04-26-2022, 09:25 AM
RobustReviews RobustReviews is offline
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Quote:
Originally Posted by timtape View Post
Sadly that doesnt seem to be always the case, which is a shame. I'm probably more skilled in audio than the visual but I wouldnt dream of discounting the importance of the visual side...



It used to be true that using the standard Line or Mic input on a bog standard PC was a recipe for poor results as the converters in these older PC's were nothing special, designed for ordinary tasks by the average user not specially interested in good quality audio, especially recording. Certainly AD and DA converters have steadily improved in performance and come down in price over the years but I'm not familiar with the recording ability of the average PC these days. For recording I still avoid using my PC's audio recording hardware, but do use its inbuilt playback facilities unless the playback quality needs to be critically high.



Again the Line In uses the PC's standard preamplifier and AD converter. It may not be great quality, perhaps especially in the noise department but YMMV. I dont go for sample rates higher than 48kHz unless I want to capture audio frequencies which only bats can hear !!!

Bit rate? For standard linear audio tracks anything above 16 bit is a waste. 24 bit might be worth it with HiFi audio. But the audio is only as good as its weakest link. Again, that weak link may be the PC's standard analog to digital audio converter rather than whether it's recording at 16 or 24 bit. But check it for yourself especially the background noise when there is no audio signal from the VCR but the cables are all connected.

Of course there can be other issues such as setting correct recording levels and getting a good audio signal from the tape and VCR but that goes beyond your questions here.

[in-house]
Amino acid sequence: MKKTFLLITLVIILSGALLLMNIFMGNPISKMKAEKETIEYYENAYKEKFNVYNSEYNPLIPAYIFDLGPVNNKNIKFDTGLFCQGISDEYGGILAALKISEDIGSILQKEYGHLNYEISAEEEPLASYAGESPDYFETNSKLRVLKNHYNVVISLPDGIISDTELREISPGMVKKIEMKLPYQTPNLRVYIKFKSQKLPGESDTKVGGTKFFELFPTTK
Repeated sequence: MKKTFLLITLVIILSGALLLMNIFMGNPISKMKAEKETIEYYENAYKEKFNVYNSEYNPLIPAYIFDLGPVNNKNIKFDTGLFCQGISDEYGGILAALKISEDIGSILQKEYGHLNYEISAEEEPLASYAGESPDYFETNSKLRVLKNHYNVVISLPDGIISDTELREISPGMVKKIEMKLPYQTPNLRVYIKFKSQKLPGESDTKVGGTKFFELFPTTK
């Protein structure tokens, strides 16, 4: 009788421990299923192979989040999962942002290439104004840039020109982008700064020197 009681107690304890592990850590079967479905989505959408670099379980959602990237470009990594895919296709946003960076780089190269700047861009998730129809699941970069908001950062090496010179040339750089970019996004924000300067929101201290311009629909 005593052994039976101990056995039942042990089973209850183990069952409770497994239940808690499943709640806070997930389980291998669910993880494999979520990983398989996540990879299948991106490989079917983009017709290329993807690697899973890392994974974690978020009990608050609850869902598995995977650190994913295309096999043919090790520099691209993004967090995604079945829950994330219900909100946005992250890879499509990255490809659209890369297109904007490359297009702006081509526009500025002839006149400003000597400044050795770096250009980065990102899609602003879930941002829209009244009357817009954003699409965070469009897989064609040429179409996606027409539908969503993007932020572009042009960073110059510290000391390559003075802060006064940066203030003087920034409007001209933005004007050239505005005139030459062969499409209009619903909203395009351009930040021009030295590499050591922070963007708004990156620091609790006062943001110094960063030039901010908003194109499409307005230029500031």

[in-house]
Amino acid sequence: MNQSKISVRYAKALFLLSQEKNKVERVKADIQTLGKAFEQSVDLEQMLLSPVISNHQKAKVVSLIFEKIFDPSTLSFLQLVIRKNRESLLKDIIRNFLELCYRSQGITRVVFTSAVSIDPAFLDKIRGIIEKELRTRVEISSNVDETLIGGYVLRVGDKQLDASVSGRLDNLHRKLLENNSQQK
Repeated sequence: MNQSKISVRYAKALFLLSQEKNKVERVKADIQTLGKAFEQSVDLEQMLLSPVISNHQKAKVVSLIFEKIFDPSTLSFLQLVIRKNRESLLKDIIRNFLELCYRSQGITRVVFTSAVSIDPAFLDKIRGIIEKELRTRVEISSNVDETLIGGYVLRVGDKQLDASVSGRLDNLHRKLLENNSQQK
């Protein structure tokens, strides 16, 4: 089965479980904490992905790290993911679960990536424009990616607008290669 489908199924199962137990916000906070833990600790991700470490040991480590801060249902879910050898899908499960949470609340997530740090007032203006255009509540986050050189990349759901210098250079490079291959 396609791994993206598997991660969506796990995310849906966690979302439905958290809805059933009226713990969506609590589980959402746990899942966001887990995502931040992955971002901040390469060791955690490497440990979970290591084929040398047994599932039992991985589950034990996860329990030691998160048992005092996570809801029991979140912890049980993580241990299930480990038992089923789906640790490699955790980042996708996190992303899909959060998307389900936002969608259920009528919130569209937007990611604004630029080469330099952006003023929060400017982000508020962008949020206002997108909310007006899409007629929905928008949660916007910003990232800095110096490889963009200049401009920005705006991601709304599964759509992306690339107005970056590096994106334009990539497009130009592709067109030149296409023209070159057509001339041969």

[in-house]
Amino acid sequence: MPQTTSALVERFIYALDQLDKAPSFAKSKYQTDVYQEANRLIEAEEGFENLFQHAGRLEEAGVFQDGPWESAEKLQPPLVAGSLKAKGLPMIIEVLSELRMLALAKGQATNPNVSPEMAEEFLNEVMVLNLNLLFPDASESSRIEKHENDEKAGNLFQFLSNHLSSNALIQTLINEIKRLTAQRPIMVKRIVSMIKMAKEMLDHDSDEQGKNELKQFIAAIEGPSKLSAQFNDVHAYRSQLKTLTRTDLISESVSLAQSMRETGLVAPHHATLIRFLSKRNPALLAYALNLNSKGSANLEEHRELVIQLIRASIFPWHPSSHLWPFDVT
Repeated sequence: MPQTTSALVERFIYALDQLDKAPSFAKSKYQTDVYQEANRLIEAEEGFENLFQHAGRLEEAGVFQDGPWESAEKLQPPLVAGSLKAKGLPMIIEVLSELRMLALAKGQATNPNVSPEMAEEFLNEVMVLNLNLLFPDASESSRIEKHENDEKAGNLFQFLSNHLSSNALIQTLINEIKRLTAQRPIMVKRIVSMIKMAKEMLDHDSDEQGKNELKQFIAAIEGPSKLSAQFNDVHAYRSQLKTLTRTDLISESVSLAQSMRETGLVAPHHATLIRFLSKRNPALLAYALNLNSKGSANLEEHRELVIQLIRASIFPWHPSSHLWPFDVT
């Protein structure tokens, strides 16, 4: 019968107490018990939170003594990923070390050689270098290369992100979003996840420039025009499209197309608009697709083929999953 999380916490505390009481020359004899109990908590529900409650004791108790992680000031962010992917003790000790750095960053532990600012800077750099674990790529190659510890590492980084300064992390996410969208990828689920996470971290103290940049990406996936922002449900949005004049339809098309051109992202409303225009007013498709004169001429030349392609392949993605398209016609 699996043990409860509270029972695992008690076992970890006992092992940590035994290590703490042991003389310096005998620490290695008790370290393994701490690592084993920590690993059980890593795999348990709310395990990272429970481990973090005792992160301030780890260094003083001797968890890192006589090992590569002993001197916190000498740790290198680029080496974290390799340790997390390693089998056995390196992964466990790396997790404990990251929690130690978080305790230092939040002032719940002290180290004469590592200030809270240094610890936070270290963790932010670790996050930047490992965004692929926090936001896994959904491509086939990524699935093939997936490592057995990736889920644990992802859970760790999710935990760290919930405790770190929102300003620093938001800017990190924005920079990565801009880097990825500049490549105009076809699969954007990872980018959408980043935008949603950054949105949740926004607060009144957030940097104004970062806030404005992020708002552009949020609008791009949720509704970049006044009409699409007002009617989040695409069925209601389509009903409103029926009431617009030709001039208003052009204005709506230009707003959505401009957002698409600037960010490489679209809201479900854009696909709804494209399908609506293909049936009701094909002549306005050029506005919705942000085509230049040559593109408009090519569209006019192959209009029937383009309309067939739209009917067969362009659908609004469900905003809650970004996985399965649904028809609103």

This makes perfect sense.

Onboard audio has come a long way, it's not perfect but it's worth a try, even if you just A/B your two options and have a listen, it's not a lengthy or complicated experiment.

For VHS linear monoaural (and stereo for that matter) then all bets are off anyway, it's a dreadful source and can be neatly quantised at the lowliest standard settings, with a dynamic range of around 40dB and frequencies rarely exceeding 10kHz it's not worth getting too worked up over. It's worse than a name-brand ferric audio cassette by some margin and if you add in LP/EP speeds it's truly dreadful and well below standard audio cassette tape fidelity. NTSC fares a bit better due to relative improvement in head/tape speed, but it is still 'minimum viable' territory.

For HiFi it is for all intents and purposes analogous to CD quality 44.1kHz @ 16 bits will very neatly reproduce the full range (with a small bit overhead, the dynamic range of VHS HiFi falls below CD), although if you want to invest more into it, 24 bits isn't required but meh... Anything more than that is just wasteful though.

Most of the sources for HiFi audio were CD-quality PCM anyway, so there's little practical benefit in really trying to squeeze more out of it than that, plus the very highest frequencies on HiFi tend (from experimentation) to be compressed. My hearing tops out well before then these days so I can only determine this by FFT or other analysis.

Some audio cards produce noise, this will only be determined by experimentation with your explicit setup, but despite some of the tales of woe, you'll read about on-board audio devices some of them are at least placed in the system with more forethought for application now, even if the underlying chipsets are decades old. We're blessed with a mixture of E-MU and Creative Sound Blaster-Z here and whilst they do make a difference, it's often not the night-and-day difference for videotape application.

A/B your two options first, you may need a few passes with the audio card to determine your gain settings if they're adjustable. But only you can determine which sounds better to your ears, with your sources. Good headphones are continuously overlooked in this hobby, but use the best pair you have available for initial gain-setting and sonic decisions.